The joke is that after all that trouble, at the other end, in Novorossisk on the Black sea, the corn was offloaded into old cattle trucks which had barely been cleared after the cattle got out.

    Rather more disgusting to my way of thinking is that there is a food additive, approved by the pernickety European Union, that consists of ground up chicken feathers. God knows what thats for.

  47. Joe Funk says:

    Yup. I worked for a short while in the tomato hauling industry, and when they graded the tomatoes that came out of the field, there were acceptable levels for mold, worms, and a few other things including “MOT”. I eventually found out that it stood for “Matter Other-than Tomatoes”, which was their way of saying stems / rocks / dirt / small mammals.

    I still enjoy pizzas and ketchup, though. The reality is that while it may seem a little gross, maggots and dirt won’t hurt you. I’d happily eat a maggot smoothie if it meant I didn’t have to eat something laced with salmonella or lead.

  48. karl_jones says:

    Years ago, I worked on the night shift cleanup crew at a certain bakery (long since defunct) in Minneapolis.

    The bakery lost a major client — a big name department store (also since defunct, at least at that location) — when a customer sliced into a nice fresh loaf of bread … and found a cigarette butt.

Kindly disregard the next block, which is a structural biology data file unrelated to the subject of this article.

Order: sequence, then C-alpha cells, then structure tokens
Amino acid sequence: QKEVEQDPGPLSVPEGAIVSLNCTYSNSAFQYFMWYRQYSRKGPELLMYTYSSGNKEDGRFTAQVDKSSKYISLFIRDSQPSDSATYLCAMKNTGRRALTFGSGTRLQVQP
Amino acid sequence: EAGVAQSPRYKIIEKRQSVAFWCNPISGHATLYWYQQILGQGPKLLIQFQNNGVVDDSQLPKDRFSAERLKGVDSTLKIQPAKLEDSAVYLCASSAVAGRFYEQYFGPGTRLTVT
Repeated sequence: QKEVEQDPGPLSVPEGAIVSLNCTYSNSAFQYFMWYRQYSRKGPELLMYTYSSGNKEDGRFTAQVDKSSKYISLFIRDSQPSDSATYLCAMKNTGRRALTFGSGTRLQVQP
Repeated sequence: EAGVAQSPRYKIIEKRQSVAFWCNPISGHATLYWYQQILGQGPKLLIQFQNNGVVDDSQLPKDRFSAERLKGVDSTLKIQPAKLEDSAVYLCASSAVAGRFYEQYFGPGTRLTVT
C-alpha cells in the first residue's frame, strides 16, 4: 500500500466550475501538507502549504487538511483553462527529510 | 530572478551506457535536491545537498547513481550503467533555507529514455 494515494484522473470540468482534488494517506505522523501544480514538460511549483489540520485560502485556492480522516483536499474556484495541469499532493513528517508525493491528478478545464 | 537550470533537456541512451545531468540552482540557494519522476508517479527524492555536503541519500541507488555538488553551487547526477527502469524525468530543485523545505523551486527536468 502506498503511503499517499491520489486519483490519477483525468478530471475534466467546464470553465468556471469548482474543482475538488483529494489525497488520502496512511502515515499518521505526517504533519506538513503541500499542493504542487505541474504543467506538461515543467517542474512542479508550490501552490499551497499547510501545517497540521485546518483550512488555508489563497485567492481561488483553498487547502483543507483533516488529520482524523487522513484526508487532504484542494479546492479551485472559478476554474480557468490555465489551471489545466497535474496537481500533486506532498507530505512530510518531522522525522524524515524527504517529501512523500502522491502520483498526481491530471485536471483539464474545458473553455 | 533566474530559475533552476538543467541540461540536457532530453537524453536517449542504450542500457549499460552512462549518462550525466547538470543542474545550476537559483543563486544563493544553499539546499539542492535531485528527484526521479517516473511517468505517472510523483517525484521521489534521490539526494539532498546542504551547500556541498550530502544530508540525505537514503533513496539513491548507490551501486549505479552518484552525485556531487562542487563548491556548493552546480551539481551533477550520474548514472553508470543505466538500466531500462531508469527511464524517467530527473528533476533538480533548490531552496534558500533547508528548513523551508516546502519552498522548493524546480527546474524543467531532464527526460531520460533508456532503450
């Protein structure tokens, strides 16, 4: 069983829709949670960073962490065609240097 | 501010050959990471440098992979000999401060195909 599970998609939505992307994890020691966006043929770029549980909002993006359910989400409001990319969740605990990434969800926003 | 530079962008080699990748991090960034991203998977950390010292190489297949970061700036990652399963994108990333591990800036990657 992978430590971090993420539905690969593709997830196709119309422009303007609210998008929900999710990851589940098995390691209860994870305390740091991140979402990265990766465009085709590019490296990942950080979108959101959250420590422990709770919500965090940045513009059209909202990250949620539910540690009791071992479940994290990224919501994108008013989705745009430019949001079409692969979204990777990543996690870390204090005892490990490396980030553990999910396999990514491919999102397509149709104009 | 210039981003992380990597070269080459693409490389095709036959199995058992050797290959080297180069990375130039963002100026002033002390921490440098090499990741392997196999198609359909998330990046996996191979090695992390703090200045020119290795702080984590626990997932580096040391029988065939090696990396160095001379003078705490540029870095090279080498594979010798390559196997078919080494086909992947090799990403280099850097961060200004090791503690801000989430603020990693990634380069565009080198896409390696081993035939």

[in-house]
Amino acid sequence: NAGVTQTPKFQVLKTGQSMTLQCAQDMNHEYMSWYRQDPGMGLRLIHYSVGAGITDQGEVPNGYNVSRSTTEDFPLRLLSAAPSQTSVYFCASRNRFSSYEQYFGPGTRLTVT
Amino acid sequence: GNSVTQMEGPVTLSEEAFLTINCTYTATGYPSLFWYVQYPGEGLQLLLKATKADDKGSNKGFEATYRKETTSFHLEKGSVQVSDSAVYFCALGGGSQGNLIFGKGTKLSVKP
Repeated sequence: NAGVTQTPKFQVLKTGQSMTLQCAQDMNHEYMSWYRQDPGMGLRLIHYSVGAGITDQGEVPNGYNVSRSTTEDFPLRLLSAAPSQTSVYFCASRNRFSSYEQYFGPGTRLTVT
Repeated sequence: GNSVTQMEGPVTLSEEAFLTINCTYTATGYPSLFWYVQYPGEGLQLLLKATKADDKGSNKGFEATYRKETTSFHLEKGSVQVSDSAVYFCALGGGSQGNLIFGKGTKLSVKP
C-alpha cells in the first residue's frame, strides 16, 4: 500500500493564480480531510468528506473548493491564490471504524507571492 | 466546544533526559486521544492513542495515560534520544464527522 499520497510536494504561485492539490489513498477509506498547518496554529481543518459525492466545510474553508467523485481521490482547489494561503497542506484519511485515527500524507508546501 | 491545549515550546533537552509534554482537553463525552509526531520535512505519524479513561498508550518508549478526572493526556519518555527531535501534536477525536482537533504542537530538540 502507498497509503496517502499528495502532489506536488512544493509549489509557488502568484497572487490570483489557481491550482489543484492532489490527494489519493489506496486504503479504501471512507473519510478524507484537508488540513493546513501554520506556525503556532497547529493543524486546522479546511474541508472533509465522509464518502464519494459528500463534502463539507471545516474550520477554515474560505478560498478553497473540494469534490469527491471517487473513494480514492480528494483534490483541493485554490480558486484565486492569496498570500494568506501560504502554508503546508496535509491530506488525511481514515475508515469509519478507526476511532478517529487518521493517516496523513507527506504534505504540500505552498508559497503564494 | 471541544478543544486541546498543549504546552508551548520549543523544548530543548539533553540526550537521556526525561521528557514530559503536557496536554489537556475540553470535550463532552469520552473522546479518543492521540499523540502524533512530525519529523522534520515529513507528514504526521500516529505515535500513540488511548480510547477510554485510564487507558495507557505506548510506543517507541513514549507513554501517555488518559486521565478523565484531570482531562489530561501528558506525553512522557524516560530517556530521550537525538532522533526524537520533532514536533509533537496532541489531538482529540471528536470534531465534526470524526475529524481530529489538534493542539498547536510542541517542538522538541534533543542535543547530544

I don’t know this for a fact, but I’m pretty sure the responsible party was that one baker who chain-smoked on the job. Probably rested his lit cigs on top of the mixing machines ….

  49. Malgwyn says:

    Every time I leave flour or pancake mix for more than a year, I open the package to find lavae wiggling around, or their corpses if the air has been consumed. That would indicate that bug eggs are universally part of all flour containing products.

    According to the USDA food Pyramid I’m supposed to eat 6 to 11 servings of Bread, Cereal, Rice and Pasta. So somewhere near half of my diet is grains. I’d guess I eat a couple hundred pounds of them a year; that would mean that half of the bugs consumed would be from that. So bugs to grain ratio would be about .5%.

  50. Secret_Life_of_Plants says:

    This always reminds me of those infomercials selling the toothbrush sanitizing device — so that your toothbrush doesn’t retain the floaty bathroom poop molecules that get on it when you flush the toilet.

    …But as soon as you stick the toothbrush in your breathing, coughing, eating, drinking, kissing, sucking, licking, love-making, fingernail biting, finger-licking MOUTH, it doesn’t matter that the toothbrush was ever sterilized. All the stuff of the environment is already in there along with everything else you’ve breathed in in the course of a day.

    World’s dirty, so are we.

  51. IamInnocent says:

    And yet, I’m hungry.

  52. rawbacon2 says:

    I worked in a meat-processing plant in my youth, packing cans of spam-like products. If they where banged up or ruptured they got thrown in a plastic container. One day one of these containers tipped. Result: Maggots a plenty on the factory floor.
    At the time I was a vegetarian, this incident prolonged my veggie-resolve for a few years. Then I rediscovered how good pork-rinds and bacon taste.
    Meat & maggots for the win!

  53. Anonymous says:

    whatever… I know as someone who makes wine, that wine contains Spiders, Spider nests, earwigs, yellowjackets and everything that hangs out with grapes!

  54. GregLondon says:

    soylent green is peeeople!

  55. mdh says:

    #70 – I was (at 64) making a joke that I’ll bet most people who read, got. I’m not sure what you were reading, or why I need to be your strawman. Cheer up.